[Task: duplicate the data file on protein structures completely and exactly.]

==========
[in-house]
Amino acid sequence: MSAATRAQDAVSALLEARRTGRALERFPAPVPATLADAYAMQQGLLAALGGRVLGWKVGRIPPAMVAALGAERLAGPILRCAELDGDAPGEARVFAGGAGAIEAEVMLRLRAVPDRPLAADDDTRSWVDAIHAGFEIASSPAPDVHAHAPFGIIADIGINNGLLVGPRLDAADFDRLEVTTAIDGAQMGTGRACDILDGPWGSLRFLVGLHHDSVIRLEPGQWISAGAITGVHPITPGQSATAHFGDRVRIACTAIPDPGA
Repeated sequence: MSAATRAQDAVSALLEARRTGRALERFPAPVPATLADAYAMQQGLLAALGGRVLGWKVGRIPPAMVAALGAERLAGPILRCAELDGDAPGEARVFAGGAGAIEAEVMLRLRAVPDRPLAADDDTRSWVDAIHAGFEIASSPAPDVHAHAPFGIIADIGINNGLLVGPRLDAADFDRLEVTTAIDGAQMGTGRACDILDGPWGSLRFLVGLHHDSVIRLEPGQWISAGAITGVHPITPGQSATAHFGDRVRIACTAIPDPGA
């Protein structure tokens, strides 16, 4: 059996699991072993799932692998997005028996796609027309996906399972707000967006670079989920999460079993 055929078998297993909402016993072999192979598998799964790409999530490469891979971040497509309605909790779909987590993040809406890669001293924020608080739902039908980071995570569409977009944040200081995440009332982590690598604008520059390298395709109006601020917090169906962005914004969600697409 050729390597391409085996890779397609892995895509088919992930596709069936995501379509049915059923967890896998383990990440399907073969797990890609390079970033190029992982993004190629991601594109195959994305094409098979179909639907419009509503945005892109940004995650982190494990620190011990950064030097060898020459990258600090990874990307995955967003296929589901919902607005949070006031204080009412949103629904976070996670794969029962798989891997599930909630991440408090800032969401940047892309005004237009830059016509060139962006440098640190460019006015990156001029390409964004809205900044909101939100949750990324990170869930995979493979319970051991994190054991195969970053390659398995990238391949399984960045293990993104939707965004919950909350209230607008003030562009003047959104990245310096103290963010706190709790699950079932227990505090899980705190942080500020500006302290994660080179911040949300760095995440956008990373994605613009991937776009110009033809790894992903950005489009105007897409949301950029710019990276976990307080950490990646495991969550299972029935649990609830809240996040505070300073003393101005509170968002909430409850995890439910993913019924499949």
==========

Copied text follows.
[in-house]
Amino acid sequence: MSAATRAQDAVSALLEARRTGRALERFPAPVPATLADAYAMQQGLLAALGGRVLGWKVGRIPPAMVAALGAERLAGPILRCAELDGDAPGEARVFAGGAGAIEAEVMLRLRAVPDRPLAADDDTRSWVDAIHAGFEIASSPAPDVHAHAPFGIIADIGINNGLLVGPRLDAADFDRLEVTTAIDGAQMGTGRACDILDGPWGSLRFLVGLHHDSVIRLEPGQWISAGAITGVHPITPGQSATAHFGDRVRIACTAIPDPGA
Repeated sequence: MSAATRAQDAVSALLEARRTGRALERFPAPVPATLADAYAMQQGLLAALGGRVLGWKVGRIPPAMVAALGAERLAGPILRCAELDGDAPGEARVFAGGAGAIEAEVMLRLRAVPDRPLAADDDTRSWVDAIHAGFEIASSPAPDVHAHAPFGIIADIGINNGLLVGPRLDAADFDRLEVTTAIDGAQMGTGRACDILDGPWGSLRFLVGLHHDSVIRLEPGQWISAGAITGVHPITPGQSATAHFGDRVRIACTAIPDPGA
């Protein structure tokens, strides 16, 4: 059996699991072993799932692998997005028996796609027309996906399972707000967006670079989920999460079993 055929078998297993909402016993072999192979598998799964790409999530490469891979971040497509309605909790779909987590993040809406890669001293924020608080739902039908980071995570569409977009944040200081995440009332982590690598604008520059390298395709109006601020917090169906962005914004969600697409 050729390597391409085996890779397609892995895509088919992930596709069936995501379509049915059923967890896998383990990440399907073969797990890609390079970033190029992982993004190629991601594109195959994305094409098979179909639907419009509503945005892109940004995650982190494990620190011990950064030097060898020459990258600090990874990307995955967003296929589901919902607005949070006031204080009412949103629904976070996670794969029962798989891997599930909630991440408090800032969401940047892309005004237009830059016509060139962006440098640190460019006015990156001029390409964004809205900044909101939100949750990324990170869930995979493979319970051991994190054991195969970053390659398995990238391949399984960045293990993104939707965004919950909350209230607008003030562009003047959104990245310096103290963010706190709790699950079932227990505090899980705190942080500020500006302290994660080179911040949300760095995440956008990373994605613009991937776009110009033809790894992903950005489009105007897409949301950029710019990276976990307080950490990646495991969550299972029935649990609830809240996040505070300073003393101005509170968002909430409850995890439910993913019924499949």